"My mother always told me that no matter how much you dislike a person, when you meet them face to face you will find characteristics about them that you like. Jerry Falwell was a perfect example of that. I hated everything he stood for, but after meeting him in person, years after the trial, Jerry Falwell and I became good friends. He would visit me in California and we would debate together on college campuses. I always appreciated his sincerity even though I knew what he was selling and he knew what I was selling." - Larry Flynt [41]

Sloan versus Falwell and The Old-Time Gospel

In 1984, Falwell was ordered to pay gay activist and former Baptist Bible College classmate Jerry Sloan $5,000 after losing a court battle.


In July, 1984 during a TV debate in Sacramento, California, Falwell denied calling the mostly gay Metropolitan Community Churches "brute beasts" and "a vile and Satanic system" that will "one day be utterly annihilated and there will be a celebration in heaven." When Sloan insisted he had a tape, Falwell promised $5,000 if he could produce it. Sloan did, Falwell refused to pay, and Sloan successfully sued. The money was donated to build Sacramento's first gay community center, the Lambda Community Center, serving "Lesbian, Gay, Bisexual, Transgender, and Intersex" communities.[42] Sacramento redirects here. ... Official language(s) English Capital Sacramento Largest city Los Angeles Largest metro area Greater Los Angeles Area  Ranked 3rd  - Total 158,302 sq mi (410,000 km²)  - Width 250 miles (400 km)  - Length 770 miles (1,240 km)  - % water 4. ... Logo of the Metropolitan Community Churches The Metropolitan Community Church (in full, The Universal Fellowship of Metropolitan Community Churches or UFMCC, or more commonly MCC) is an international fellowship of Christian congregations. ... Satanism can refer to a number of belief systems depending on the user and contexts. ... Sacramento is a Spanish- and Portuguese-language word meaning sacrament; it is a common toponym in parts of the world where those tongues were or are spoken. ...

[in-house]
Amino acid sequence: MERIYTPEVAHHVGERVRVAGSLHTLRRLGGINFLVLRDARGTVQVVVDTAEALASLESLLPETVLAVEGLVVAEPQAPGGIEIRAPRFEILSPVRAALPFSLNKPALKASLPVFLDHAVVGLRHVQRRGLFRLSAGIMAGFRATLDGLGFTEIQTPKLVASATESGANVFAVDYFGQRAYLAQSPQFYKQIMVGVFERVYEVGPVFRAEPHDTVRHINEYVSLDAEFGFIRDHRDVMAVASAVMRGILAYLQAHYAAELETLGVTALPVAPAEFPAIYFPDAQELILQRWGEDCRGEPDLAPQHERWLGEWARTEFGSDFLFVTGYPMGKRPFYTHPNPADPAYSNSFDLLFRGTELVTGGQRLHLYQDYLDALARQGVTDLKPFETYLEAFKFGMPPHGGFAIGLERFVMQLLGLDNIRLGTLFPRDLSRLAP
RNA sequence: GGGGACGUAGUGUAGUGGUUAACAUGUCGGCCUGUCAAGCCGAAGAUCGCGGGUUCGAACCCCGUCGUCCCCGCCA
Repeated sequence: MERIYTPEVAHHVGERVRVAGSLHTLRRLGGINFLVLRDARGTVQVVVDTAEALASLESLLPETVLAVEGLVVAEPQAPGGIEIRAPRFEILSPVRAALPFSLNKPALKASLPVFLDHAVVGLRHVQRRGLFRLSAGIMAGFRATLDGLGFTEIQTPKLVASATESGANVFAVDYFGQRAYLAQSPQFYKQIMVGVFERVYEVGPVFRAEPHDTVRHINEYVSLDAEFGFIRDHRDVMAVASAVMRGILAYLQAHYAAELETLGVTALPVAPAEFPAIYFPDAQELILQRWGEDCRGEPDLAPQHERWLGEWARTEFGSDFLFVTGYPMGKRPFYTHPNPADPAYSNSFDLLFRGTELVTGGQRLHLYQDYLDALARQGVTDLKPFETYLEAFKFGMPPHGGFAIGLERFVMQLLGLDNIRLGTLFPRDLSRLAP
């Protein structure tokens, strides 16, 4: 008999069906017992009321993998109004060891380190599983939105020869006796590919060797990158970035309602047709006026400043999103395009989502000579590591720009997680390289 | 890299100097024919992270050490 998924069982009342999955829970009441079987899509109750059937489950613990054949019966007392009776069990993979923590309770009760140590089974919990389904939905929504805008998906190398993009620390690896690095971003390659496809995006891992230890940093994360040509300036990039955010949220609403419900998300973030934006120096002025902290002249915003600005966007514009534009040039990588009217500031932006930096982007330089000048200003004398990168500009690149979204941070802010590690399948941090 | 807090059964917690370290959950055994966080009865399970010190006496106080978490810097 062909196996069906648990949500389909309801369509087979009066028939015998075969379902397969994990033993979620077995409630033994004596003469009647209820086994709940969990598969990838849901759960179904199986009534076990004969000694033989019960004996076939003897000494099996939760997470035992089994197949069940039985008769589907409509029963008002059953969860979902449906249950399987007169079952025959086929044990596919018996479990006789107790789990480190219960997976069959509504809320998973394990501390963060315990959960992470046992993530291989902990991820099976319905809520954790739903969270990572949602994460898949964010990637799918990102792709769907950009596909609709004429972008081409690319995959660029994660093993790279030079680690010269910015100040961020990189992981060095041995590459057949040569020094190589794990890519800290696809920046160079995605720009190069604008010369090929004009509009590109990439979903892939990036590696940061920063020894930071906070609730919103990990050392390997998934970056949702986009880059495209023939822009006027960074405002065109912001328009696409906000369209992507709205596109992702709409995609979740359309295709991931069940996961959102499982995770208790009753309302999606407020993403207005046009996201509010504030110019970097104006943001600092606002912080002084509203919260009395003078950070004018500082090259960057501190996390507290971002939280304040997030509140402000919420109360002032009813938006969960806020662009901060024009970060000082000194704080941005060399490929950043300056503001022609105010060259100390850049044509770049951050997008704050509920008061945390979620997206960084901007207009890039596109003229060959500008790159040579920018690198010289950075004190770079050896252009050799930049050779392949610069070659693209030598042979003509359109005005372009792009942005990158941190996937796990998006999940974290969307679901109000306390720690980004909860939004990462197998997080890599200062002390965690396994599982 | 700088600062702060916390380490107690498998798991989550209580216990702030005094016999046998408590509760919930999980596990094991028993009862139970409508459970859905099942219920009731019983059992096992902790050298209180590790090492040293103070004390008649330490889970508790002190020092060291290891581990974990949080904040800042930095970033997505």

Falwell appealed the decision with his attorney charging that the judge in the case was prejudiced. He lost again and was made to pay an additional $2,875 in sanctions and court fees. In law, an appeal is a process for making a formal challenge to an official decision. ...


Falwell versus Christopher Lamparello